The National Council on Disability (NCD) recently published Charter Schools—Implications for Students with Disabilities, a look at how charter schools are serving children with disabilities. Overall, the report found that while some charters are utilizing innovative programs that produce outstanding outcomes for students with disabilities, not all schools have demonstrated a commitment or ability to serve all students well. The reasons for this are as complex and varied as the myriad laws, regulations, and policies that govern the provision of special education.
This is an important issue in the sector and one where authorizers can have a tremendous impact. We were excited to see the report call for strong, quality authorizing to ensure charter schools are serving all children, including those with disabilities, effectively.
The good news is many of the report’s recommendations for authorizers align with the resources NACSA published last year as part of our Special Education Toolkit.
The NCD recommends authorizers require charter school applicants to describe how they will attract a similar share of students with disabilities as their local school district, and how they will meet those students’ diverse learning needs. Not having a plan for students with disabilities is a potential trigger for intervention in our Rubric for Assessing Special Education in Charter Schools, which also includes additional considerations and best practices for authorizers to evaluate special education enrollment plans.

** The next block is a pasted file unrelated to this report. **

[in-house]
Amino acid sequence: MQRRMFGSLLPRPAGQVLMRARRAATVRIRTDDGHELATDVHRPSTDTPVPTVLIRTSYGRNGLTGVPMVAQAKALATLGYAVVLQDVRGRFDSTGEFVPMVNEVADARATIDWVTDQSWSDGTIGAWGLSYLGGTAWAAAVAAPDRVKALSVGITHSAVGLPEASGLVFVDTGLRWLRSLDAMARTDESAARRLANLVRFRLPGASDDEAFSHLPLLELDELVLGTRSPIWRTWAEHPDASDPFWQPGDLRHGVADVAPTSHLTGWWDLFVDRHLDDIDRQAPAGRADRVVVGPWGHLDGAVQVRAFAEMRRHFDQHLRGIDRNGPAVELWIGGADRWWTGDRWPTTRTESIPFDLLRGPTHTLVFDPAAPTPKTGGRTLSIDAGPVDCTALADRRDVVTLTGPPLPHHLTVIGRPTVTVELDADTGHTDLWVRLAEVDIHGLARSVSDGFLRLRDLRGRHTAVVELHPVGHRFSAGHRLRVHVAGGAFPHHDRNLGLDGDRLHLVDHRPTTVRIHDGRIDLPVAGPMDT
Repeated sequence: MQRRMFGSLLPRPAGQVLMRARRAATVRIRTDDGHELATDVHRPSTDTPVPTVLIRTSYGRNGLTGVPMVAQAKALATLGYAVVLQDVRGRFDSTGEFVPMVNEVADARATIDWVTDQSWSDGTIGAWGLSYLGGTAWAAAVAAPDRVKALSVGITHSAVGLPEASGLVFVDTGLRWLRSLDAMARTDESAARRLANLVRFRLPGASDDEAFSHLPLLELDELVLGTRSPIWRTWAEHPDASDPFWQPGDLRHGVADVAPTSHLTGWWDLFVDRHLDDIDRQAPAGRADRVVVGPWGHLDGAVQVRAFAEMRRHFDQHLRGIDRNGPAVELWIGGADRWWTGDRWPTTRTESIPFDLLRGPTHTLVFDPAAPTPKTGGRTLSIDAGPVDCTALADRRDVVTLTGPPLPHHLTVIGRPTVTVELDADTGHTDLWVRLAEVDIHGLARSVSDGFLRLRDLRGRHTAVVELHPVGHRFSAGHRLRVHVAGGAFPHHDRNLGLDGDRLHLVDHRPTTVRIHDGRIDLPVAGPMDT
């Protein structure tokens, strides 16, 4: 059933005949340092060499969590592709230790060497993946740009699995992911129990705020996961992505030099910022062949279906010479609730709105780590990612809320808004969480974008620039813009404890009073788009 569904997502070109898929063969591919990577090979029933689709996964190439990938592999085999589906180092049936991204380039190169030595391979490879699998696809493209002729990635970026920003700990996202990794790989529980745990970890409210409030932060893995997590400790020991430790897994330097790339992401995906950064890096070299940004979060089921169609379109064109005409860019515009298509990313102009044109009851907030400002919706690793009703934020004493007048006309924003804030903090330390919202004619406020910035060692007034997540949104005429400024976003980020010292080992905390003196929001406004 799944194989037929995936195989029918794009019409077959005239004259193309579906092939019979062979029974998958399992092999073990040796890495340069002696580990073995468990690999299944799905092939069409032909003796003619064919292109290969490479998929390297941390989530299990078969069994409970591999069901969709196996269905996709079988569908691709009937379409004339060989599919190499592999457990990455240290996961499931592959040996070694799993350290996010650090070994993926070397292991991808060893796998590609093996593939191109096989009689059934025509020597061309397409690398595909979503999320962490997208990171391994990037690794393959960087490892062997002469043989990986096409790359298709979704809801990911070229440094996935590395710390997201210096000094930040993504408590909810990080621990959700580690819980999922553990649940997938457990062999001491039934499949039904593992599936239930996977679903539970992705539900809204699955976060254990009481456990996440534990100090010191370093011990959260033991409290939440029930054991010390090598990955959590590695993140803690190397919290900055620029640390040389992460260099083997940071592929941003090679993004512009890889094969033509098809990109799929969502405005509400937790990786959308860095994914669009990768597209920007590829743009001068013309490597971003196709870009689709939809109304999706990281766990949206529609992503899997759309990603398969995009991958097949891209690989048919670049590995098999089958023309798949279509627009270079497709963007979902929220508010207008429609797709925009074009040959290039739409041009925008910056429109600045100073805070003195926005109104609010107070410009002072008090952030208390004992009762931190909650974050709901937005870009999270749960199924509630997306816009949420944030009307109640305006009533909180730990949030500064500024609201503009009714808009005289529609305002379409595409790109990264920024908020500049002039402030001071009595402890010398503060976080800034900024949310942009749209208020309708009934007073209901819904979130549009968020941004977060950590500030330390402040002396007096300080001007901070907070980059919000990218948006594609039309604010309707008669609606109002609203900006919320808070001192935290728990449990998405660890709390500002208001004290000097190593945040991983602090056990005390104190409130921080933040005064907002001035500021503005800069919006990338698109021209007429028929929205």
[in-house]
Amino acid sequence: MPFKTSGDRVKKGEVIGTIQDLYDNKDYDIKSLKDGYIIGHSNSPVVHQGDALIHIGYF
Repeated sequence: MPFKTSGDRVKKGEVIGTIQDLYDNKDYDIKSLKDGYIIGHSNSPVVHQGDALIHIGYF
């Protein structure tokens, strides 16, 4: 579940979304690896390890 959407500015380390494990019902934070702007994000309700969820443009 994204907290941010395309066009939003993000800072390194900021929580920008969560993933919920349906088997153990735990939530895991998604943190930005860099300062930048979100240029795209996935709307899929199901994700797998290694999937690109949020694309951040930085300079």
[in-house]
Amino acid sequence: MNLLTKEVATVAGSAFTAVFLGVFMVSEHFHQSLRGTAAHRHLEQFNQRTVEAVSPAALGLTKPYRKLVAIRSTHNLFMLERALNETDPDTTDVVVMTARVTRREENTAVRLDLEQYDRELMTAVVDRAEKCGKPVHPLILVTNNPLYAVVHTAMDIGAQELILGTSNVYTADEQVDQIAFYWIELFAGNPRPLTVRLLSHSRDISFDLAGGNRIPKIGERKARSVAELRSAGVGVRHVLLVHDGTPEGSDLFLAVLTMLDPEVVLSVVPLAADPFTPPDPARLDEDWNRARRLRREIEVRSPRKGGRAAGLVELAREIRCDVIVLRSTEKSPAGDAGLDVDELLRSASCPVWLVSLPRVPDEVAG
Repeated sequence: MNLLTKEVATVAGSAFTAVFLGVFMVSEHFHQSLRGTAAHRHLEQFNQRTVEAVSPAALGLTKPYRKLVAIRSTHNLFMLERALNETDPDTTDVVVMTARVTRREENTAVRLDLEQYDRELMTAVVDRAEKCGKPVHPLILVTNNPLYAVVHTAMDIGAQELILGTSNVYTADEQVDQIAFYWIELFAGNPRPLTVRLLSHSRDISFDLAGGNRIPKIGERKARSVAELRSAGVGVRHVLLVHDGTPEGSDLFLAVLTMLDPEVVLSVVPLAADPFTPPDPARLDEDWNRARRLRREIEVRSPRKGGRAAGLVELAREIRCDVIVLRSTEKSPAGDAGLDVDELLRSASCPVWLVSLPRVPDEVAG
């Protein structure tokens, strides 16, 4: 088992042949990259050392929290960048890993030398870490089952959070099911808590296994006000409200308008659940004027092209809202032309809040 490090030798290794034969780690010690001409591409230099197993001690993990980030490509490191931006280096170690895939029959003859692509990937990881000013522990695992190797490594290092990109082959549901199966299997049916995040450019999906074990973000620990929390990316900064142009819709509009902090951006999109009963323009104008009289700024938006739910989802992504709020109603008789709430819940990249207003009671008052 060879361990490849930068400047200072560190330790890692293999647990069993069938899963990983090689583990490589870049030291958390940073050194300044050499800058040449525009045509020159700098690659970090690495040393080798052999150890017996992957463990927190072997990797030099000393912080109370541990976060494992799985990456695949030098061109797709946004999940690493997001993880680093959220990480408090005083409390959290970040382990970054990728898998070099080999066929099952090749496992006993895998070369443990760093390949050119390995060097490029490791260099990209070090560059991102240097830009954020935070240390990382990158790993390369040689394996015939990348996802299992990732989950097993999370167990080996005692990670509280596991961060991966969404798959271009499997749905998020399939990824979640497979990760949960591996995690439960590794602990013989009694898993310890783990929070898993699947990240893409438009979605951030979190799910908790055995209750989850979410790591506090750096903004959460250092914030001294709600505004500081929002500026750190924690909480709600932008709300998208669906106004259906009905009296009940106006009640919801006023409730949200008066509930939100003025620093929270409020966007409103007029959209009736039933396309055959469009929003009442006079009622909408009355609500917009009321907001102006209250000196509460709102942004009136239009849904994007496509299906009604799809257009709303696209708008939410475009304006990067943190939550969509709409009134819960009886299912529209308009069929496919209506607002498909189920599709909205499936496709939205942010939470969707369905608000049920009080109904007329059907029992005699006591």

Once charters schools are operating, NCD recommends authorizers engage in active oversight to ensure schools are accountable for the goals outlined in the charter, as well as their obligations surrounding special education. Monitoring is a crucial aspect of an authorizer’s responsibilities regarding special education, and the report calls for authorizers to collect and analyze disaggregated enrollment, student performance, attrition, and discipline data for students with disabilities. If you’re not sure where to start, a list of considerations is included within our toolkit, such as changes to placement procedures or program adaptions and modifications.
The NCD also recommends including an evaluation of the quality of a school’s special education program in its case for renewal. Key components authorizers should consider during review and renewal are outlined here, such as whether a school has consistently followed its own policies regarding special education, and how well the school has retained students with disabilities.
As an increasing number of students with disabilities choose to attend charter schools, authorizers will continue to play a crucial role improving the education provided to them. The tools referenced above are just a subset of the materials available, which authorizers can start using immediately. The students who need us the most are counting on us to address the widespread inconsistency that exists across the charter sector today.